It’s Already Hard to Get Up and Run on the Second Day
I was staring at the ceiling but with my eyes closed– have you ever done that? I was seriously debating not getting up to run on DAY TWO under the reasoning that we are planning the beach tonight after work and I could run then.
Which, often gets cancelled if our work runs late. The chances are pretty high that if I put it of in the morning that it’s not going to happen. Day 1 would have be Day Only. And then my phone blitty-blipped with a Map My Run notification reminding me to get up and go.
Sigh. I don’t like running. I do like sprinting but not when it’s hot. End of June in Florida is HOT, even at 7 am. As soon as the sun is up in Florida the cicadas are scratching in the pines and the birds are getting their whole day accomplished before 9. Once it’s full on morning even the animals know to keep in the shade. The cat will lay aimlessly under the bushes and flick the tip of her tail and watch a squirrel walk on by. Neither of them will bother to play chase. Why? Because running takes too much work!
And yet, there am I, running dangerously close to 8 in the morning with a deliriously happy post-heartworm treatment pup who thinks this is a great new game we’re playing. True, I’m not alone. While the real runners were up before daylight and are probably chugging back peanut butter protein kale and raisin smoothies by the time the sun is up, I’m out with the elderly folks walking their powder puff purse dogs.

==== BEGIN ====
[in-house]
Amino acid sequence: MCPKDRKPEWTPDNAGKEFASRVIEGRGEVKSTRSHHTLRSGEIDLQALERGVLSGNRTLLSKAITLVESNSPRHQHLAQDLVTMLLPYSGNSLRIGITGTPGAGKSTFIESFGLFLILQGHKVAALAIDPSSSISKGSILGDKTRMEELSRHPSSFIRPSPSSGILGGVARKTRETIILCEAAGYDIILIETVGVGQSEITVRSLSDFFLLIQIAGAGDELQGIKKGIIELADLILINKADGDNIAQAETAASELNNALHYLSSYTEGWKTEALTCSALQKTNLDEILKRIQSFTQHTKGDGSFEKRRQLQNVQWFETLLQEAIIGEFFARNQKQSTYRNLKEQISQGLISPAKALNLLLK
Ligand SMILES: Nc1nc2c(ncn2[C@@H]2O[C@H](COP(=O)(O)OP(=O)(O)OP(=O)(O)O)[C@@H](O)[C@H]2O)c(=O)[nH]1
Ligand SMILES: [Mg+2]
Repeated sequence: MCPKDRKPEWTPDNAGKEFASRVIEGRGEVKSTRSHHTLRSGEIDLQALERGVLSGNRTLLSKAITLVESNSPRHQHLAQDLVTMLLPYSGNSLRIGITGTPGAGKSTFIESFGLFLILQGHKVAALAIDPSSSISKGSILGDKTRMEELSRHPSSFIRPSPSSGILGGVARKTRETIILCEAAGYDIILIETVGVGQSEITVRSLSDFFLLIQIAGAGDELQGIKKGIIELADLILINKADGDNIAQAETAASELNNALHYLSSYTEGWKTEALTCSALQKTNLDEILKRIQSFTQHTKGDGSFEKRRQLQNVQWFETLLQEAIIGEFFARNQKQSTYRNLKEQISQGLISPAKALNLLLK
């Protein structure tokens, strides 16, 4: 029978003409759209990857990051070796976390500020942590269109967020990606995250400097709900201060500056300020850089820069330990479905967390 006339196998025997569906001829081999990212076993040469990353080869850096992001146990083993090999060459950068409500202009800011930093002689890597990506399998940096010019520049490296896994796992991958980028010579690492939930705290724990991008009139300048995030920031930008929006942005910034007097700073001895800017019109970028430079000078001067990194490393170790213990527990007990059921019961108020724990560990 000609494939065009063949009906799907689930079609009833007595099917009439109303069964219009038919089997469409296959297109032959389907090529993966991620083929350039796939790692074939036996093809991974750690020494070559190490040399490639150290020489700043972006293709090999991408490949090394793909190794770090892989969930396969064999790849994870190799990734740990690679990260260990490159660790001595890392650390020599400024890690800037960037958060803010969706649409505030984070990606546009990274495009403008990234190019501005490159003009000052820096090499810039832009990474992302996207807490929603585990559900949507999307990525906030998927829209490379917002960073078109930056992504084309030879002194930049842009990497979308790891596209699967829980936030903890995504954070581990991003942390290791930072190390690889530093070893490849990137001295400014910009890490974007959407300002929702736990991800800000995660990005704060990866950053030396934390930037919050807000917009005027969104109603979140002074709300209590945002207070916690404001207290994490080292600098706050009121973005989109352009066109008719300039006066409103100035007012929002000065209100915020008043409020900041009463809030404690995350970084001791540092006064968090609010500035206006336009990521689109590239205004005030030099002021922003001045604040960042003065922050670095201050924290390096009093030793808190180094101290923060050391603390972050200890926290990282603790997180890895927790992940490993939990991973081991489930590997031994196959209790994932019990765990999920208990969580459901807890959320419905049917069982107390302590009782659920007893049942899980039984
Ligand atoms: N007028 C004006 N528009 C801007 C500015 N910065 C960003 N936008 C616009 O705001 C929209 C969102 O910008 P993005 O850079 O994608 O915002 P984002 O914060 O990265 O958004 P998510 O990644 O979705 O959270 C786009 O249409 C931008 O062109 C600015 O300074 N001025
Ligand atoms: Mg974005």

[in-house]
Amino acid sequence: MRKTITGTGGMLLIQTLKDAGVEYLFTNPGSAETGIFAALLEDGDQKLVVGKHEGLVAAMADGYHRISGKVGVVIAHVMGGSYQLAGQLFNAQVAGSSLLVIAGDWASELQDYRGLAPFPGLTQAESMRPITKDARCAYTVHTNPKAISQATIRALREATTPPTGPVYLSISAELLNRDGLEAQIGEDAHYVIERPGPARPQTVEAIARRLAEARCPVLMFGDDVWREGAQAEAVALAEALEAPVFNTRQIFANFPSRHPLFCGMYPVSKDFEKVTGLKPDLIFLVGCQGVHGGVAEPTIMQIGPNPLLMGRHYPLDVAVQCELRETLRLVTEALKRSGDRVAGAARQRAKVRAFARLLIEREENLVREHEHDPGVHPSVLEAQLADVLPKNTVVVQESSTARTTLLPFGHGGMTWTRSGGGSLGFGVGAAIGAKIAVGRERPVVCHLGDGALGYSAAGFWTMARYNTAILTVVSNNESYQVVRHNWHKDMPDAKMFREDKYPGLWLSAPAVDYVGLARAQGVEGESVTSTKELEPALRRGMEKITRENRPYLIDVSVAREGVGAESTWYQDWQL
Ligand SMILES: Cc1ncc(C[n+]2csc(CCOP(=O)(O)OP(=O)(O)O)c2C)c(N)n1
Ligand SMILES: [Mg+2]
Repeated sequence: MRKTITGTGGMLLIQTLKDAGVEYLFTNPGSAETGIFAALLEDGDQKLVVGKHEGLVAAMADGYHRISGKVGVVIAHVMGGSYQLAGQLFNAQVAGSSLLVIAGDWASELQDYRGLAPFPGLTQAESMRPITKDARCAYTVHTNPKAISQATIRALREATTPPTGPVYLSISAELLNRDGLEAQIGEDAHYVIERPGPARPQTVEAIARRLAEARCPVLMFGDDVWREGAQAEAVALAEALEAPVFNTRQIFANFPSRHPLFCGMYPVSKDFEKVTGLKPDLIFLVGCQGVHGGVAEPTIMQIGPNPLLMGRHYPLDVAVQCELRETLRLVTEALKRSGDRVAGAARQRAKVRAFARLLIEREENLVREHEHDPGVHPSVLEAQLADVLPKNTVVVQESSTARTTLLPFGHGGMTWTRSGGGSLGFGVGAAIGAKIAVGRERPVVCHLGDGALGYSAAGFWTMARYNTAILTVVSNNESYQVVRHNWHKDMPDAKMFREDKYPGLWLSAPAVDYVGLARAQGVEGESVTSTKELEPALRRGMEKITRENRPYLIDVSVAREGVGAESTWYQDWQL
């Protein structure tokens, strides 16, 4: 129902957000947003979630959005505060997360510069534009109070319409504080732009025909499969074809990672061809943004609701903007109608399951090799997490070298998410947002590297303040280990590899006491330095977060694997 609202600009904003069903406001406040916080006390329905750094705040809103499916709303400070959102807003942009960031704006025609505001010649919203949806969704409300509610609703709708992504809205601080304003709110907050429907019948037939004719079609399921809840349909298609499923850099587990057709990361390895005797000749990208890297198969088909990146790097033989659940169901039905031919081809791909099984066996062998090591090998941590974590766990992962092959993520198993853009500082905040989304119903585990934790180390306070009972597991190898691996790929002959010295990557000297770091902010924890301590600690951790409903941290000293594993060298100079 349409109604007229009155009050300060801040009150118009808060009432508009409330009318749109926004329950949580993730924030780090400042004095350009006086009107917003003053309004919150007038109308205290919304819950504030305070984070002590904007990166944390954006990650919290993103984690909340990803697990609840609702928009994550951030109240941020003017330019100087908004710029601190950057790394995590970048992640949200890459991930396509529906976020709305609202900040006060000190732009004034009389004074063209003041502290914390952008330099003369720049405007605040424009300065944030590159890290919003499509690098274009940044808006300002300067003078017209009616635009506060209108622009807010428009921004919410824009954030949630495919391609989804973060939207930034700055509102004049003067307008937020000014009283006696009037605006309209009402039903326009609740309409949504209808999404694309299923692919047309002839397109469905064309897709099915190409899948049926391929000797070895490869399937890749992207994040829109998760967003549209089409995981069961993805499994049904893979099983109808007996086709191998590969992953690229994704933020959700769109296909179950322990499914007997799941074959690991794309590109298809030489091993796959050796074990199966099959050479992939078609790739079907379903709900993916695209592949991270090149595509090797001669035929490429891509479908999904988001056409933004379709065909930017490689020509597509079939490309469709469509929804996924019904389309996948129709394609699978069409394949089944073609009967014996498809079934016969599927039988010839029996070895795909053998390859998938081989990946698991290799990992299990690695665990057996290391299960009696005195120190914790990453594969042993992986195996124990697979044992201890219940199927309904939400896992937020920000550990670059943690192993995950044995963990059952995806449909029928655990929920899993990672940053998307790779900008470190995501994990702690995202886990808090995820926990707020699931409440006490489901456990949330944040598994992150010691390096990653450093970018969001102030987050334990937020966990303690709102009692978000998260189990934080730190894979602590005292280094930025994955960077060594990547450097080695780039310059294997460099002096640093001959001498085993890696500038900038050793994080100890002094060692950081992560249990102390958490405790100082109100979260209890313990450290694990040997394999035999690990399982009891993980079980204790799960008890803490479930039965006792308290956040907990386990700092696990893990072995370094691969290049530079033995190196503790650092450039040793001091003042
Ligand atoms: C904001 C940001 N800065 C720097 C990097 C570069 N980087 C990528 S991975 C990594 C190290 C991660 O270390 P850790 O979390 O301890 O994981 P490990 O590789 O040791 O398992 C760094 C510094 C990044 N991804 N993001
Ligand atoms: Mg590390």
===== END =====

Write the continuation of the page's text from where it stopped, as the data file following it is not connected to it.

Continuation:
I need to remember my “why”. I’m doing this to lose weight because I’m on the threshold of “fat in my forties” or “toned in my prime” and I’m chased at the ankles by two diagnoses that are maintained through lifestyle. Gaining has been consistent, hormonal, and hard to control for the last 4 years no matter my best efforts at gluten-free, paleo, sprinting, fruit water, Fitness Pal discipline and only part of that is because there were also lots of birthday cake and red wine french fry appetizer pizza and beer days in between. The other part is that because I don’t like real “exercise”: I like playing outside. Playing is fun. Working out is not. Working out is work.
So why run? The first time I gave consistent running a try, I was 19. French fries and fruit punch pounds slid off my body faster than cold butter on Florida pavement in July. The results made an impact on my mind and convinced me that when it really matters, start running. It’s possible that had more to do with being 19 than in the mile I put in each night.
We’ll see. Day 2 of #100runningdays is in the books. We even found a pretty side trail right here in our suburban boredom. Also, #runwriterepeat.
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